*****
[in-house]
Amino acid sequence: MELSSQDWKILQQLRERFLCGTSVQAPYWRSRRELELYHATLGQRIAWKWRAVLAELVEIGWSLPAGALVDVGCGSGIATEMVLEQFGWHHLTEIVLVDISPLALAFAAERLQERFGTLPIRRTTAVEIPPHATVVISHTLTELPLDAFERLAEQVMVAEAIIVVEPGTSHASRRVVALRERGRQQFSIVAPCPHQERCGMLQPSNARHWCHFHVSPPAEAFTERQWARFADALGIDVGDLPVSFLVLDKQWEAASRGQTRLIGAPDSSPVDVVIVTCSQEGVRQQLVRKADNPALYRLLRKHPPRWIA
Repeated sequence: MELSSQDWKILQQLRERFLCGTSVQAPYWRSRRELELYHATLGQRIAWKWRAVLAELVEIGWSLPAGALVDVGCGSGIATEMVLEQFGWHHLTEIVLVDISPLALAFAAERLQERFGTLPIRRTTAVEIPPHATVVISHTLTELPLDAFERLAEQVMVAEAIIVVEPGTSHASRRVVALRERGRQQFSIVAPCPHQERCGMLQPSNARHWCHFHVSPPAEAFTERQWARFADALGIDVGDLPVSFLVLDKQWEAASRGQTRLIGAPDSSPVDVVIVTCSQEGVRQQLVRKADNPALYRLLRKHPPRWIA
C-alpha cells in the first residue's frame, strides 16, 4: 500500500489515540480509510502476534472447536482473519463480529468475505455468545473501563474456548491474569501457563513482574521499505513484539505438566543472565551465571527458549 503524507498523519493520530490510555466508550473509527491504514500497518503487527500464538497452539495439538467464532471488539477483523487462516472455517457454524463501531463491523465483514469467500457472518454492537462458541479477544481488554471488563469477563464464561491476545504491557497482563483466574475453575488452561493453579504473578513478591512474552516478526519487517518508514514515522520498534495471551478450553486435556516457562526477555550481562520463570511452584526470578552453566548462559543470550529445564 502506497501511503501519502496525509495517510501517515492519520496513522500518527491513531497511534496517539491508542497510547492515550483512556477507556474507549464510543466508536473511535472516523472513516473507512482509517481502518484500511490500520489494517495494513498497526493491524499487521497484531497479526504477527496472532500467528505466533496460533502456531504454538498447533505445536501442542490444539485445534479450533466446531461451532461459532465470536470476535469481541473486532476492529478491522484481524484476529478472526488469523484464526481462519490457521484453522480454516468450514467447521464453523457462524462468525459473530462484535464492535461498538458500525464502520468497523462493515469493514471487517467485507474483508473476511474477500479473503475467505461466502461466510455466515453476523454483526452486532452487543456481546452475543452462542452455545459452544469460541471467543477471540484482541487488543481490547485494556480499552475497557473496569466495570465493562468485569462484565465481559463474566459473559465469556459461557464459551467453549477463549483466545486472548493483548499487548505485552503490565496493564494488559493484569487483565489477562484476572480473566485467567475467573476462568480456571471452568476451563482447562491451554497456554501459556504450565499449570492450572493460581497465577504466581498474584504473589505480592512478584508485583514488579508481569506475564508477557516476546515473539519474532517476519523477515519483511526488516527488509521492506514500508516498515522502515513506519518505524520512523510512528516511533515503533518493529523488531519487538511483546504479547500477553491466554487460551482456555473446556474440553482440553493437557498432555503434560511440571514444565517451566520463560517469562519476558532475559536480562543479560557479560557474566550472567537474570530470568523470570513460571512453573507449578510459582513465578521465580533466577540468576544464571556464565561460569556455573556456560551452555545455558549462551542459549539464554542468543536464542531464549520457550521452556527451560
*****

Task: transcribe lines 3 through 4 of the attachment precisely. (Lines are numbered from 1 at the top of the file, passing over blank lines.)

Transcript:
Repeated sequence: MELSSQDWKILQQLRERFLCGTSVQAPYWRSRRELELYHATLGQRIAWKWRAVLAELVEIGWSLPAGALVDVGCGSGIATEMVLEQFGWHHLTEIVLVDISPLALAFAAERLQERFGTLPIRRTTAVEIPPHATVVISHTLTELPLDAFERLAEQVMVAEAIIVVEPGTSHASRRVVALRERGRQQFSIVAPCPHQERCGMLQPSNARHWCHFHVSPPAEAFTERQWARFADALGIDVGDLPVSFLVLDKQWEAASRGQTRLIGAPDSSPVDVVIVTCSQEGVRQQLVRKADNPALYRLLRKHPPRWIA
C-alpha cells in the first residue's frame, strides 16, 4: 500500500489515540480509510502476534472447536482473519463480529468475505455468545473501563474456548491474569501457563513482574521499505513484539505438566543472565551465571527458549 503524507498523519493520530490510555466508550473509527491504514500497518503487527500464538497452539495439538467464532471488539477483523487462516472455517457454524463501531463491523465483514469467500457472518454492537462458541479477544481488554471488563469477563464464561491476545504491557497482563483466574475453575488452561493453579504473578513478591512474552516478526519487517518508514514515522520498534495471551478450553486435556516457562526477555550481562520463570511452584526470578552453566548462559543470550529445564 502506497501511503501519502496525509495517510501517515492519520496513522500518527491513531497511534496517539491508542497510547492515550483512556477507556474507549464510543466508536473511535472516523472513516473507512482509517481502518484500511490500520489494517495494513498497526493491524499487521497484531497479526504477527496472532500467528505466533496460533502456531504454538498447533505445536501442542490444539485445534479450533466446531461451532461459532465470536470476535469481541473486532476492529478491522484481524484476529478472526488469523484464526481462519490457521484453522480454516468450514467447521464453523457462524462468525459473530462484535464492535461498538458500525464502520468497523462493515469493514471487517467485507474483508473476511474477500479473503475467505461466502461466510455466515453476523454483526452486532452487543456481546452475543452462542452455545459452544469460541471467543477471540484482541487488543481490547485494556480499552475497557473496569466495570465493562468485569462484565465481559463474566459473559465469556459461557464459551467453549477463549483466545486472548493483548499487548505485552503490565496493564494488559493484569487483565489477562484476572480473566485467567475467573476462568480456571471452568476451563482447562491451554497456554501459556504450565499449570492450572493460581497465577504466581498474584504473589505480592512478584508485583514488579508481569506475564508477557516476546515473539519474532517476519523477515519483511526488516527488509521492506514500508516498515522502515513506519518505524520512523510512528516511533515503533518493529523488531519487538511483546504479547500477553491466554487460551482456555473446556474440553482440553493437557498432555503434560511440571514444565517451566520463560517469562519476558532475559536480562543479560557479560557474566550472567537474570530470568523470570513460571512453573507449578510459582513465578521465580533466577540468576544464571556464565561460569556455573556456560551452555545455558549462551542459549539464554542468543536464542531464549520457550521452556527451560